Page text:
Further, the evidence depicted previous difficulties between the parties sufficient to support a finding of premeditation. Detective Reddish testified that Petitioner had told him “this had been building up for quite a while.” Id. at 364. Reddish stated that Corp had told him that he and Ms. Rodriguez had argued over a co-worker (later identified as James Scott Lipham) with whom Petitioner believed Ms. Rodriguez was flirting, which had severely upset and enraged him. Id. at 365, 370. Lipham testified that Corp wanted him to leave the house, stating, “I’m going to get my gun.” Id. at 426-27. And, less than thirty minutes later, Corp shot Ms. Rodriguez five times in the face.

With respect to Corp’s alcohol and drug consumption on the day of the murder, police officers, who had responded to the crime scene, testified that Corp was coherent, appropriately followed their commands, appeared to understand what was occurring, did not slur his words, did not stagger and did not smell of alcohol. Id. at 240-44, 254-55, 260. Officer Norton repeated Corp’s statements for the jury: “I’m sorry. I should have shot myself with the gun. I’m getting the death penalty. I’m dead. Let me die.” Id. at 261. Norton recalled that, while enroute to the police station that night, Corp commented on his driving, stating that he was following too closely, and then made the statement: “When someone keeps f­ing with you, you have to handle it this way, right?” Id. at 264. Based on his experience with DUI arrests, Norton testified that Corp was not severely intoxicated that night. Id. at 265.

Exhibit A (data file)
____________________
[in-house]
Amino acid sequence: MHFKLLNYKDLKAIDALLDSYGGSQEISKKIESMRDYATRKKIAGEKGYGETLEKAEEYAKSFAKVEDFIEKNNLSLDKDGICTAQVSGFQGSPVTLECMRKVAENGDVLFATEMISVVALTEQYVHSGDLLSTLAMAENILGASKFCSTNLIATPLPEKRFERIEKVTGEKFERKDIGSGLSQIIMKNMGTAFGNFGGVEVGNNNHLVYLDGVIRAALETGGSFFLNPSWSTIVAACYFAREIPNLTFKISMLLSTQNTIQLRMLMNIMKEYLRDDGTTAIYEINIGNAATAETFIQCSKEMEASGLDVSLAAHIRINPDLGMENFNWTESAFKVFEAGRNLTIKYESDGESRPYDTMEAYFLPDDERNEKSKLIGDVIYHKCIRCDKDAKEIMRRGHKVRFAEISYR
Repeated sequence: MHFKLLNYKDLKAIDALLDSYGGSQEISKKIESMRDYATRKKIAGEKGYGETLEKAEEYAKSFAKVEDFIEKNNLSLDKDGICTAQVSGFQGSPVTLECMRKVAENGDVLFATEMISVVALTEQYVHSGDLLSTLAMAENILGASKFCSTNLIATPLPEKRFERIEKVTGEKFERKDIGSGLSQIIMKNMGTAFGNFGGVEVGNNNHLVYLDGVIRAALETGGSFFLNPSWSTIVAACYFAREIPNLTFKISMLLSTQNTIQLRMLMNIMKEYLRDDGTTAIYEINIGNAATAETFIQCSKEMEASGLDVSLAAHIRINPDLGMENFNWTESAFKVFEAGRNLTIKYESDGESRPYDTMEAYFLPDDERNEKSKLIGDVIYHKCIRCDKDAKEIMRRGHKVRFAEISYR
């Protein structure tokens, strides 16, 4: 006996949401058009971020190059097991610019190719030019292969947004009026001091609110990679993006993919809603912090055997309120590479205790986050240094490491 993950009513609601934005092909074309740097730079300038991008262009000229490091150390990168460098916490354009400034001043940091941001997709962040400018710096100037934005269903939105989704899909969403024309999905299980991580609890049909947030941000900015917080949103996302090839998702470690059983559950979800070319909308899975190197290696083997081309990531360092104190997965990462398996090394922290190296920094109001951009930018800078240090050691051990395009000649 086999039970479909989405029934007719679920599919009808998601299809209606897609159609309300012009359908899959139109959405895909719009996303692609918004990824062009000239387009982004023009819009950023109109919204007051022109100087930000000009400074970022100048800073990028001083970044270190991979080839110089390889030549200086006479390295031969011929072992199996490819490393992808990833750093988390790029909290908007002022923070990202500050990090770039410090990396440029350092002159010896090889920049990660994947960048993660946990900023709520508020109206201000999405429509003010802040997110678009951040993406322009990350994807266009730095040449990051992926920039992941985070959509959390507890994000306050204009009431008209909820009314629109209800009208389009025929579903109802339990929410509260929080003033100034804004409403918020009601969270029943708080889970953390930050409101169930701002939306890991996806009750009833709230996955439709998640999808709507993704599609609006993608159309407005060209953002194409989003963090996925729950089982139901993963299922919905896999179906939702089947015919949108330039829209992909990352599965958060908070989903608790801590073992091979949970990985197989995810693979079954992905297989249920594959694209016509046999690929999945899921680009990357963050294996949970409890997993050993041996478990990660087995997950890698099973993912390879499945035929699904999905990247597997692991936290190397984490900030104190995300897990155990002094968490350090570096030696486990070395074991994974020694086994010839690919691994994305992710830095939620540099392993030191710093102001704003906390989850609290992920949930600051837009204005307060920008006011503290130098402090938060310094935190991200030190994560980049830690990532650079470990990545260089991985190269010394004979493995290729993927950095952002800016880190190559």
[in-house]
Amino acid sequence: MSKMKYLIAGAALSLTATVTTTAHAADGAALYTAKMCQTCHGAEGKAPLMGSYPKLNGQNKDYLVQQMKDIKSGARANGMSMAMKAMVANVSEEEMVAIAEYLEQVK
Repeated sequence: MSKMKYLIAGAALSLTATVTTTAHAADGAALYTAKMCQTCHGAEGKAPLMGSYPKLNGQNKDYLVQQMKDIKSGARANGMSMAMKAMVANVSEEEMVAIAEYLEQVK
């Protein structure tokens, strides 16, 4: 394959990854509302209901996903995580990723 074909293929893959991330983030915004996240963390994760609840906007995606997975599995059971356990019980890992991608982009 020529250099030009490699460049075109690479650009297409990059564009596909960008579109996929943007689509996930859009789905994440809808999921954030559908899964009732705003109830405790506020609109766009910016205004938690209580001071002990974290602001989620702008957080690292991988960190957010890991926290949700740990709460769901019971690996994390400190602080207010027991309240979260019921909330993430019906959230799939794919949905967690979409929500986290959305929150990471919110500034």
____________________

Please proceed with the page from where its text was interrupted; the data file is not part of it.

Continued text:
Additionally, Detective Reddish, who interviewed Corp that evening, testified that while Corp told him he had been drinking beer and rum and had smoked a small amount of marijuana that night, he did not appear to be under the influence of drugs or alcohol. Id. at 361, 386-87. Reddish stated that Corp told him that the only drug that he was under the influence of was a small amount of marijuana, but that he had not taken any prescription drugs. Id. at 387. Reddish testified that Corp never told him that he was taking prescription medication. Id. at 411. While describing Corp as visibly upset and crying during the interview, Reddish noted he was “very cooperative” and able to answer questions coherently. Id. at 363-64, 381, 384, 412-13. When asked during the interview about mental illness, Corp told Reddish that he was not suffering from any type of mental illness. Id. at 364.

James Scott Lipham, Corp’s friend and co-worker, testified that, on the day of the murder, he had stopped by the house that Corp shared with his girlfriend (Ms. Melissa Rodriguez) for ten or fifteen minutes and saw Corp drink two beers. Id. at 421, 432. Later, at approximately 8:30 p.m. that same evening, he went back to the house and saw Melissa and Corp. Id. at 422. Lipham estimated that, on a scale of one to ten with ten being severely intoxicated, Corp was a six; however, he was able to talk to him and was able to understand him. Id. at 423-24.